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Cw x F

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Cw x F

PostAuthor: faffi » Sat Apr 14, 2018 4:33 pm

Power requirements. A result of area and slipperiness, primarily. So while a fairing may offer less air resistance than no fairing, its size may still mean you need more power for any given speed.

The first scientifically developed motorcycle fairing for mass production was that of the 1976 BMW R100RS. With a normal sized rider seated normally, it delivered a Cw x F value of 0.43. The comparable value for a stock naked R100 was 0.48, while the touring version, the R100RT, could only muster 0.53, the same as a GL1100 Interstate. The 1982 CB1100R could better all with a value of 0.41 and, with a prone rider, only 0.37.

So what does these values mean in the real life? Well, in order to travel at 200 kph (about 123 mph), the R100RS need 65 crank hp. The upright sitting, unprotected rider on the naked R100 need about 6 hp more, and the R100RT another 6 hp. Or put it differently; the RT rider would either need roughly 20% more power - or be satisfied with a top speed of about 185 instead of 200 kph, if we assume the RS had 65 hp. Speed cost power. Power cost energy. At 100 kph (62 mph), the RS need about 8 and the RT nearly 10 hp, but only 1/8 of what they need to do double that speed.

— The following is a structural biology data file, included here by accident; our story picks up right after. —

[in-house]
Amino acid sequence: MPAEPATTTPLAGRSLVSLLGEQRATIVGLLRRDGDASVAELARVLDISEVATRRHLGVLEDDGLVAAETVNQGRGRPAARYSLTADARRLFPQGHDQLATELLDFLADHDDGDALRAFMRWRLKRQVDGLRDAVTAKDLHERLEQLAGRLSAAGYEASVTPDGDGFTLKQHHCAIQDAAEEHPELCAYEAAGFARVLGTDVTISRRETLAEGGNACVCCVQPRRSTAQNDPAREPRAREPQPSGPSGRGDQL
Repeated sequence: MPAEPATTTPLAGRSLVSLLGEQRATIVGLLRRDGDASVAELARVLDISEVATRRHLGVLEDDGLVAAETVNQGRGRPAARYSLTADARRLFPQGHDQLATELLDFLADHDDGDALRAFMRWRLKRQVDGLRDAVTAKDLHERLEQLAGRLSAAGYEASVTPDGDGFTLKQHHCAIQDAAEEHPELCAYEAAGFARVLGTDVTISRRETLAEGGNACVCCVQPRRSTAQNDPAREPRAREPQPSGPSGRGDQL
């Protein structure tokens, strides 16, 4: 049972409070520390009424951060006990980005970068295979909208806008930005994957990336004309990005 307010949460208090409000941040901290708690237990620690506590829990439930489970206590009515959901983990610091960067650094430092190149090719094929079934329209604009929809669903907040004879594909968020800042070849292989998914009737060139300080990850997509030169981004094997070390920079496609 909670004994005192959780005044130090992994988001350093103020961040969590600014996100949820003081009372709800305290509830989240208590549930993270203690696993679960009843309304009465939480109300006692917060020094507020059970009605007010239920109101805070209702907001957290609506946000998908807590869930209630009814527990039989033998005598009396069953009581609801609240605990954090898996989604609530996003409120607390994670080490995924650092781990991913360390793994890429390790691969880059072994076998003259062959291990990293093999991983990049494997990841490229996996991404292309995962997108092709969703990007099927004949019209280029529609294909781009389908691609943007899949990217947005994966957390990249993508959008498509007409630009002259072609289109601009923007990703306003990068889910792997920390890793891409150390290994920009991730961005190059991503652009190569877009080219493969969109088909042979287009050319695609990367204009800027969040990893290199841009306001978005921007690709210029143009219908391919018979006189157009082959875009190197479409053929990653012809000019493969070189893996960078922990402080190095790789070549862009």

Why bring this up? Because I want protection from the elements. But this comes at a cost, often several; weight, price, turbulence (buffeting), looks, performance, less access for service and repair, handling, view - and stuff I probably forgot to mention. So I am weighing up whether the good can outweigh the bad, or not.

One more interesting observation from my own history. A Kawasaki outfitted with a Vetter Windjammer V fairing with lowers - perhaps the most popular aftermarket touring fairing in history - had a Cw x F value of 0.59, which is little to brag about. The price to pay for great protection. This value also illustrate how un-aerodynamic I am when seated on a motorcycle: I actually fitted a Windjammer V to my CB250 N (same as the 1980 CB400T Hawk, only with much less power) and experienced a speed gain of about 5 kph / 3 mph. No wonder why most of my bikes gained at least 15 kph / 10 mph with a different rider at the controls. I have no clue as to why.
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Bike year & model: 1982 XV750SE with XV1100 engine, XT600Z shock absorber, 18" Seca rear wheel
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Re: Cw x F

PostAuthor: drainplug » Sun Apr 15, 2018 8:59 pm

I call the Luftmiester (the German version of a Vetter) on my R90/6 "The old Barn Door"
I guess you just proved it.
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1983 XV920 Midnight
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